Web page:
A typical assembly for heating a reaction mixture under reflux is shown at the left. While an air condenser is adequate for most applications (no water passing through the condenser), a water-jacketed condenser is supplied, for cases where the solvent is very volatile or where the ambient air temperature is very high. A "spin vane" might also be included for magnetic stirring of the reaction mixture - this is a triangular device coated with teflon, which is shaped to fit the bottom of the conical flask. Note that the apparatus is clamped at the condenser rather than at the flask, as one would do for a macroscale experiment using conventional ground-glass joint glassware. The apparatus can be clamped in this way because of the screw-cap connection between the condenser and reaction vial, which prevents the connection from falling apart. Heating is provided by a sandbath atop a magnetic stirrer/heater. A thermometer should be clamped in contact with the sand so as to allow monitoring of the bath temperature. The bath contains slightly more than 1 cm of sand - it is important to have enough to ensure good thermal contact with the reaction vial, but not so much that it is difficult to see the contents.

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    Extractions In microscale experiments, the conical reaction vial is the glassware item used for extractions. The two immiscible liquid layers are placed in the vial, and the top is sealed with a cap and a Teflon insert (with the Teflon side toward the inside of the vial). The vial is shaken to provide thorough mixing between the two liquid phases. As the shaking continues, the vial is vented periodically by loosening the cap and then tightening it again. After about 5-10 seconds of shaking, the cap is loosened to vent the vial, retightened, and the vial is allowed to stand upright in a beaker until the two liquid layers separate completely. Two basic procedures are possible, depending on whether the solvent being used to extract the desired product is heavier or lighter than water. Method A is employed for extractions where the lower layer is a heavy solvent such as dichloromethane:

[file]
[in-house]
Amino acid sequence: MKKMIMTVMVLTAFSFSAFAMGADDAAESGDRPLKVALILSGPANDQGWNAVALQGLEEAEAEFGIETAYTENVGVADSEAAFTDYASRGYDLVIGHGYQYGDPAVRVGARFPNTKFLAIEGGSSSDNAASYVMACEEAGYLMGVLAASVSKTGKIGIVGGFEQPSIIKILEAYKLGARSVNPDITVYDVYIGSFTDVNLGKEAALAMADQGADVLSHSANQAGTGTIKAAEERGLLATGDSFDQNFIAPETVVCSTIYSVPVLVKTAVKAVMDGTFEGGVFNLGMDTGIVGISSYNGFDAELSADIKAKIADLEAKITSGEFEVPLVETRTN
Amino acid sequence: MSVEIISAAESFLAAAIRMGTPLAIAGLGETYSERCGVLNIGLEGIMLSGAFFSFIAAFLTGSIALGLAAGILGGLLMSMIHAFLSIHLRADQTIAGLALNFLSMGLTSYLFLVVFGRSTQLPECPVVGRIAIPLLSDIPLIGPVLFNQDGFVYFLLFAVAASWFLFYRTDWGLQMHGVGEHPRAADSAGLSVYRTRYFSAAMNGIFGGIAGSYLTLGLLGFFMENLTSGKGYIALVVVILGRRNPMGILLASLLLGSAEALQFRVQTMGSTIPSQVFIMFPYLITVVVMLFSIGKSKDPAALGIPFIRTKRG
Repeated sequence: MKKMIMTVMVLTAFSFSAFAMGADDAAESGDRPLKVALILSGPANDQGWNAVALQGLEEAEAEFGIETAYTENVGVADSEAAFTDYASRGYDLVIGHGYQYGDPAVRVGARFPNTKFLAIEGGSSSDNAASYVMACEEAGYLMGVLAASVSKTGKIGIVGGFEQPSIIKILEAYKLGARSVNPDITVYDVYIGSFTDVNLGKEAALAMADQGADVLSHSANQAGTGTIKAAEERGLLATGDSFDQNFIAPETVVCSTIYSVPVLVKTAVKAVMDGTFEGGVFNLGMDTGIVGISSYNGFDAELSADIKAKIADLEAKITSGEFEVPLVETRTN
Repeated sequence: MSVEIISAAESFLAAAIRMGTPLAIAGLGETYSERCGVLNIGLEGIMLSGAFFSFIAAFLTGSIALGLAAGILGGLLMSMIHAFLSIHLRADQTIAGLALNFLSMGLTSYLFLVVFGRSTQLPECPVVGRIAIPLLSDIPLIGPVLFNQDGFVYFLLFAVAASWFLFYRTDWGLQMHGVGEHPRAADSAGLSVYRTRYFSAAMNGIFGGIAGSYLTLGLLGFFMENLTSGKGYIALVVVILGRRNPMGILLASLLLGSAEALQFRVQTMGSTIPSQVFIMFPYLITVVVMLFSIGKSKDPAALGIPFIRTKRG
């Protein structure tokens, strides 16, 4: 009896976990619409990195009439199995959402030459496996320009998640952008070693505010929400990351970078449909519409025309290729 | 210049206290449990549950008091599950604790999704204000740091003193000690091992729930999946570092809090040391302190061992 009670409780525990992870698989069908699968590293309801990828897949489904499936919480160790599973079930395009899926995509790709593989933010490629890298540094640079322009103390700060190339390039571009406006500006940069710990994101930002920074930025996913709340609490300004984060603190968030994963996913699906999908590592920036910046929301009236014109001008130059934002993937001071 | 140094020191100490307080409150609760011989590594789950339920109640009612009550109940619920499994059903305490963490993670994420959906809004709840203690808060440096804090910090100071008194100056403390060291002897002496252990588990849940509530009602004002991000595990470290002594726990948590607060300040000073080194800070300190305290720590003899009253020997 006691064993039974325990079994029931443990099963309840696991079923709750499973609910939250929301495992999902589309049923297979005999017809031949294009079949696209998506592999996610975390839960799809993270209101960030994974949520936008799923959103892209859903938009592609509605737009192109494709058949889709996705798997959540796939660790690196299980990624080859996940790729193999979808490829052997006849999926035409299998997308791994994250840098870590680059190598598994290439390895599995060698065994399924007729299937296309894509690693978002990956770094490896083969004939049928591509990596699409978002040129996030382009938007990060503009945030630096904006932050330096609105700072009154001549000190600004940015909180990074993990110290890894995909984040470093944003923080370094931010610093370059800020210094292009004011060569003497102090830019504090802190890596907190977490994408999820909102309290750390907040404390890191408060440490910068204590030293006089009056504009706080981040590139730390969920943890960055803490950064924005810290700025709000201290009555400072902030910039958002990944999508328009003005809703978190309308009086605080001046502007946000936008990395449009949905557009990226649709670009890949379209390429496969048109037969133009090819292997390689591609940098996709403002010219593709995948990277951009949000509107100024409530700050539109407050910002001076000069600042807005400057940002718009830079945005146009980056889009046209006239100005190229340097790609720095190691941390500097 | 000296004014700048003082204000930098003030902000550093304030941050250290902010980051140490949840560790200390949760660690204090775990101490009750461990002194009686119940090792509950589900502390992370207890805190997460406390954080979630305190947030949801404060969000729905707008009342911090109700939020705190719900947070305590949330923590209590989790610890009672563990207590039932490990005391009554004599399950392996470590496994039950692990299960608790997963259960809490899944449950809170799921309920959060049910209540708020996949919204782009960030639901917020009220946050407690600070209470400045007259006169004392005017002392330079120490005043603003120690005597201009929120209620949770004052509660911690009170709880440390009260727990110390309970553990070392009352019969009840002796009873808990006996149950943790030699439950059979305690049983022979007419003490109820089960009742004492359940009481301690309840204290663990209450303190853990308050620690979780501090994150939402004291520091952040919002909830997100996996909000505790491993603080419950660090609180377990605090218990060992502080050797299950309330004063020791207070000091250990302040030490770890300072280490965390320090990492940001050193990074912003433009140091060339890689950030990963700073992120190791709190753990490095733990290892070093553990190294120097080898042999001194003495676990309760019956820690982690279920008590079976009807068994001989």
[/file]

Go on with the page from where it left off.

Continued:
Method A - solvent heavier than water

    Method B is employed for extraction with a solvent which is lighter than water, such as diethyl ether. Note that in this technique, one draws both phases into the pipet and then returns the heavy (aqueous) phase to the conical vial. Ether is so volatile that it is often difficult to hold it in the pipet. Use of a filter-tip pipet for this procedure will help prevent the volatile organic layer from squirting out in an uncontrolled way.

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  • 2004 Chem 2OB3 – Microscale Equipment

    Method B - solvent lighter than water

    Recrystallizations Recrystallizations can be carried out using a conical reaction vial and conventional vacuum filtration to collect the crystals on a small filter paper. In recrystallizations with a conical reaction vial, the conical vial simply takes the place of the Ernlenmeyer flask used for macroscale recrystallizations. The isolation of the crystals can be done in a number of ways depending on their form: (i) Once crystallization is complete, the mother liquors and crystals are vacuum-filtered through a small Hirsch funnel. Most commonly, the material is transferr